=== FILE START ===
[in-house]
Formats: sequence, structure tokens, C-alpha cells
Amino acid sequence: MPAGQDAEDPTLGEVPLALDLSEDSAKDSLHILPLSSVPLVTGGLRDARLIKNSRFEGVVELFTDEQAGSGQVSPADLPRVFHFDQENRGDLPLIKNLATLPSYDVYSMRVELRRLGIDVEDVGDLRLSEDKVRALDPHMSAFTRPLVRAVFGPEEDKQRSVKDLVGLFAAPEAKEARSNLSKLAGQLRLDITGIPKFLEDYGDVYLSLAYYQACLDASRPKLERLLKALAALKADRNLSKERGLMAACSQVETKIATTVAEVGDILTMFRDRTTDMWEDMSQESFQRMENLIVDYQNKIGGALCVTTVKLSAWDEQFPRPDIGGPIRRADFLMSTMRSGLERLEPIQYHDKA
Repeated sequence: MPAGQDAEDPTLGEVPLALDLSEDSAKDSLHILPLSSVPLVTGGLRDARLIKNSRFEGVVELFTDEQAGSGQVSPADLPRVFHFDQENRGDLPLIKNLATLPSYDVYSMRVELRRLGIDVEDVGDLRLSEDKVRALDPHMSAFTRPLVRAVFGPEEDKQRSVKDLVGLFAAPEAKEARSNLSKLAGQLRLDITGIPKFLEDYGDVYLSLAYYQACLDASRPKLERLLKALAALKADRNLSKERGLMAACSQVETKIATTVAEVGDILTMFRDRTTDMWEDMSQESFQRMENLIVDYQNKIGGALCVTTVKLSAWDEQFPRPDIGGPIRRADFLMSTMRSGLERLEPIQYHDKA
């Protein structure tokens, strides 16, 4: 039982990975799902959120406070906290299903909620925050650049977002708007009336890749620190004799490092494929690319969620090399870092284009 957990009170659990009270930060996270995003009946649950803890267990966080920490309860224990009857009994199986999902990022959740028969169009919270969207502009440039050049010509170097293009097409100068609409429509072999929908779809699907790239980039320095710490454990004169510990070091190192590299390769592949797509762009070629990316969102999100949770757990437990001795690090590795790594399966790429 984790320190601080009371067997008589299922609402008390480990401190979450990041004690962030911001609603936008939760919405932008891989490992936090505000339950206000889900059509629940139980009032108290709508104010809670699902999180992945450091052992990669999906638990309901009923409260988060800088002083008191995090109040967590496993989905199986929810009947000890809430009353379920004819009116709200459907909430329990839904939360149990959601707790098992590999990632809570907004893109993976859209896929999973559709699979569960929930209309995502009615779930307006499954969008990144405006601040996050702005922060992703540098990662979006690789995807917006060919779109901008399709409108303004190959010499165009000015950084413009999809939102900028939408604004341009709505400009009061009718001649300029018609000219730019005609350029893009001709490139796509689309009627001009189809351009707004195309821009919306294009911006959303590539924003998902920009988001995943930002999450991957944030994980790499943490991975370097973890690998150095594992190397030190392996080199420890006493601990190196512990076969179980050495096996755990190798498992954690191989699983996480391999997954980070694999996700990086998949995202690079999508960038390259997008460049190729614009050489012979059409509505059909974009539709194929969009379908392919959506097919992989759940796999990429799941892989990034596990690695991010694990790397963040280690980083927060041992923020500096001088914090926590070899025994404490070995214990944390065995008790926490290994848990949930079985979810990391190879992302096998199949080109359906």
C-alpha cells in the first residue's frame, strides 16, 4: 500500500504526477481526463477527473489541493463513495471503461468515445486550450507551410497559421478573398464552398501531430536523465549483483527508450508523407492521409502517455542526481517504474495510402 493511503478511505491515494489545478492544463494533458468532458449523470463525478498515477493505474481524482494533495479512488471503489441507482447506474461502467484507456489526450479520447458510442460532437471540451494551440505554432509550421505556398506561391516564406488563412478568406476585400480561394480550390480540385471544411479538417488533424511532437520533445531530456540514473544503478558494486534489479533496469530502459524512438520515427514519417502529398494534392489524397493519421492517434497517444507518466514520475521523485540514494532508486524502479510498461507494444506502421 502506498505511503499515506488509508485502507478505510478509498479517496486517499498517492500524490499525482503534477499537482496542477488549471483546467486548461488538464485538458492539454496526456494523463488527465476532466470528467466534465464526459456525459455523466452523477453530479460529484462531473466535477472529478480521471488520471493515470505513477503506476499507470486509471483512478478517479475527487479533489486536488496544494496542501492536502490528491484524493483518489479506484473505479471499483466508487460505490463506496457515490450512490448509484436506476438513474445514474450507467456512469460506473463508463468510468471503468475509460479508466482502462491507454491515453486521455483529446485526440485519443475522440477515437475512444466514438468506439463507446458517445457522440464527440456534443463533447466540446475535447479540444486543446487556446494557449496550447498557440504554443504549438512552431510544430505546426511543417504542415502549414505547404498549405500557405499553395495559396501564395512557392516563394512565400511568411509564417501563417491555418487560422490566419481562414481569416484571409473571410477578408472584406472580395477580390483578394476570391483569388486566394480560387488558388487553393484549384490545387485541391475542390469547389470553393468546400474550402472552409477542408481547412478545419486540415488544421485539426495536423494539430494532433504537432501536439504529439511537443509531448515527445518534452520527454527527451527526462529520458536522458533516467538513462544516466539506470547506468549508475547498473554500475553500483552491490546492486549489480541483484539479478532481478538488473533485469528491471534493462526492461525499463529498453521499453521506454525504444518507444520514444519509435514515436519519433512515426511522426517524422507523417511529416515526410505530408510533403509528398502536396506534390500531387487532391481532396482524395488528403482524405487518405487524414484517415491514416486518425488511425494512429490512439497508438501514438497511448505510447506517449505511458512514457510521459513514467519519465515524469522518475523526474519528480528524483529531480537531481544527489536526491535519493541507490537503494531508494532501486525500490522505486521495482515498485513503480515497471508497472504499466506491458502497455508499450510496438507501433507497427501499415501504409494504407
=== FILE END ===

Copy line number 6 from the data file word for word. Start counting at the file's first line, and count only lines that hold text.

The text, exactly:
C-alpha cells in the first residue's frame, strides 16, 4: 500500500504526477481526463477527473489541493463513495471503461468515445486550450507551410497559421478573398464552398501531430536523465549483483527508450508523407492521409502517455542526481517504474495510402 493511503478511505491515494489545478492544463494533458468532458449523470463525478498515477493505474481524482494533495479512488471503489441507482447506474461502467484507456489526450479520447458510442460532437471540451494551440505554432509550421505556398506561391516564406488563412478568406476585400480561394480550390480540385471544411479538417488533424511532437520533445531530456540514473544503478558494486534489479533496469530502459524512438520515427514519417502529398494534392489524397493519421492517434497517444507518466514520475521523485540514494532508486524502479510498461507494444506502421 502506498505511503499515506488509508485502507478505510478509498479517496486517499498517492500524490499525482503534477499537482496542477488549471483546467486548461488538464485538458492539454496526456494523463488527465476532466470528467466534465464526459456525459455523466452523477453530479460529484462531473466535477472529478480521471488520471493515470505513477503506476499507470486509471483512478478517479475527487479533489486536488496544494496542501492536502490528491484524493483518489479506484473505479471499483466508487460505490463506496457515490450512490448509484436506476438513474445514474450507467456512469460506473463508463468510468471503468475509460479508466482502462491507454491515453486521455483529446485526440485519443475522440477515437475512444466514438468506439463507446458517445457522440464527440456534443463533447466540446475535447479540444486543446487556446494557449496550447498557440504554443504549438512552431510544430505546426511543417504542415502549414505547404498549405500557405499553395495559396501564395512557392516563394512565400511568411509564417501563417491555418487560422490566419481562414481569416484571409473571410477578408472584406472580395477580390483578394476570391483569388486566394480560387488558388487553393484549384490545387485541391475542390469547389470553393468546400474550402472552409477542408481547412478545419486540415488544421485539426495536423494539430494532433504537432501536439504529439511537443509531448515527445518534452520527454527527451527526462529520458536522458533516467538513462544516466539506470547506468549508475547498473554500475553500483552491490546492486549489480541483484539479478532481478538488473533485469528491471534493462526492461525499463529498453521499453521506454525504444518507444520514444519509435514515436519519433512515426511522426517524422507523417511529416515526410505530408510533403509528398502536396506534390500531387487532391481532396482524395488528403482524405487518405487524414484517415491514416486518425488511425494512429490512439497508438501514438497511448505510447506517449505511458512514457510521459513514467519519465515524469522518475523526474519528480528524483529531480537531481544527489536526491535519493541507490537503494531508494532501486525500490522505486521495482515498485513503480515497471508497472504499466506491458502497455508499450510496438507501433507497427501499415501504409494504407